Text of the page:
Several assumptions are attached to the interpretation of cysteine mutagenesis. It is assumed, for instance, that the cysteine substitution does not dramatically alter the protein structure as to expose endogenous cysteines which would normally be buried. The S6 segment of IKCa contains four of the nine channel endogenous cysteines over a ten amino acid span covering the C267 to the C277 domain. We cannot currently rule out a possible contribution of those endogenous residues to the MTS-based effects reported in this work. For instance, the conservative substitution of the cysteine at position 276 by a serine led to a nonfunctional channel, indicating that the C276 residue is critical for channel proper functioning. Similarly, the C276 and C277 are located adjacent to the key V275 and T278 residues and might have contributed to the effects measured with the V275C and T278C mutants. The possible contribution of an auxiliary protein that would be MTSET sensitive cannot also be currently ruled out. In fact, the presence of an auxiliary protein has already been emphasized in a recent work on the regulation by ATP of the IKCa channel (Gerlach et al., 2001). Such an interaction is not expected, however, to modify the channel permeation properties, but may alter channel gating.
Our results show a transient noncovalent inhibition by MTSET of the wild-type IKCa channel. A noncovalent MTSET-dependent current inhibition has also been reported for the Kir6.2 channel by Cui et al. (2002). First, it should to be noticed that we never observed a partial recovery from a noncovalent block after MTSET or MTSES removal in all the experiments performed according to the protocols illustrated in Figs. 3 and 9. Furthermore, the perfusion protocol we used to measure the effect of MTS reagents includes an extensive washout period in zero and standard 3 μM internal Ca2+. This procedure insures that the estimated <I>(test)/<I>(ctr) ratios reflect an irreversible binding of the reagent to a targeted cysteine residue and not a transient non covalent interaction. A transient current block of the wild-type IKCa by MTSET is, however, to be expected if MTSET can diffuse up to the channel inner cavity. This proposal is supported by the observation that MTSET blocked the V275C mutant (Fig. 3). The absence of a noncovalent MTS contribution to the experiments illustrated in Figs. 3 and 9 can thus be seen as an indication that the covalent binding of MTS reagents to a targeted cysteine located between the cytoplasmic channel entrance and the V275 residue impairs the access of a MTS molecule to the cavity region, thus preventing a noncovalent MTS-based action. As such, the observation that the binding of MTSET to A283C and A286C impaired the blocking action of TEA (Fig. 7) provides indirect evidence that the binding of MTSET with residues in the COOH-terminal end of S6 can indeed limit the access of molecules such as MTSET to the channel pore.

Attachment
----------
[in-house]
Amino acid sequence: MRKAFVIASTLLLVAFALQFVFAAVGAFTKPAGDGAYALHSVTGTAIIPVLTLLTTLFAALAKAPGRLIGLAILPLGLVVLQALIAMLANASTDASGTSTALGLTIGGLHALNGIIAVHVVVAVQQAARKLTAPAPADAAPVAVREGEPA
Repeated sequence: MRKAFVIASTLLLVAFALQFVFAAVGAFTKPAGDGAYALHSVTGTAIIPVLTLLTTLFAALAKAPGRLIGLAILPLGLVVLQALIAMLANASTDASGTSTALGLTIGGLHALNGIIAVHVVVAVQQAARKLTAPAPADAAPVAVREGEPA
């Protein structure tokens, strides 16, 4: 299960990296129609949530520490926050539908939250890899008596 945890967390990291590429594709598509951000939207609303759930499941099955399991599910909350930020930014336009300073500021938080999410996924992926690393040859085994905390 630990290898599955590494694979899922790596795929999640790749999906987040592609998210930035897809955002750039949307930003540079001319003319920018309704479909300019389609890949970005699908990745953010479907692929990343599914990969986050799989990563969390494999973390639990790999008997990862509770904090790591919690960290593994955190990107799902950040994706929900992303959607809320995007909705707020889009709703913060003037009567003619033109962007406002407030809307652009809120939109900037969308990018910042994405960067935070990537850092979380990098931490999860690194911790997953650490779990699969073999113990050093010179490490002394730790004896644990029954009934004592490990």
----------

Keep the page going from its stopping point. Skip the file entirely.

The V275–V282 Region
The amino acid alignment presented in Fig. 1 locates the V275 and T278 residues of IKCa within the structurally identified hydrophobic lined cavity defined by the I100 and F103 residues in KcsA. The V275 and T278 residues in IKCa are therefore expected to contribute to the hydrophobic lumen of the IKCa channel cavity. This proposal is confirmed through homology modeling which predicts that V275, T278, and V282 should be facing the pore lumen with C276 and C277 opposite to the pore. The possibility of V275 lining the channel inner cavity has also been inferred from a molecular analysis of the interactions between IKCa and triarylmethanes such as clotrimazole (Wulff et al., 2001). The pore cross-section area for the open IKCa structure computed for the V275–V282 domain yielded values ranging from 28 to 44 Å2, with a cavity ∼10 Å wide at the level of V275. Clearly, the dimensions of the pore in the cavity should be suitable to accommodate at least a single MTSET molecule of 5.8 Å diameter and a theoretical cross-section area of 26 Å2 (Kuner et al., 1996). These computational results are thus compatible with the observed total block of V275C, T278C, and V282C measured at the single channel level in the presence of MTSET. The absence of an inhibitory action on V275C by MTSES is also expected as a structural analysis of the MTSES reagent locates the negatively charged moiety of the molecule ∼7 Å from the reactive atom, directly inside the channel inner cavity for a MTSES molecule bound to 275C. Also, the observation that MTSES succeeded at inhibiting the T278C mutant indicates that the IKCa channel can accommodate a negatively charged group up to a point corresponding to the V282 residue located 7 Å below 278C. It follows that the valine at position 282 cannot formally be a constitutive part of the channel inner cavity as the presence of a negative group inside the cavity is energetically unfavorable (Roux and MacKinnon, 1999; Roux et al., 2000). Finally, the MTSET-dependent inhibition of the V275C, T278C, and V282C mutants was found to be impaired when the channel was maintained in the closed configuration (zero Ca2+ conditions). These observations and the differences in pore dimensions from L280 to A286 between the closed and open IKCa channels support an IKCa model where the channel cavity becomes less accessible to MTSET upon channel closure.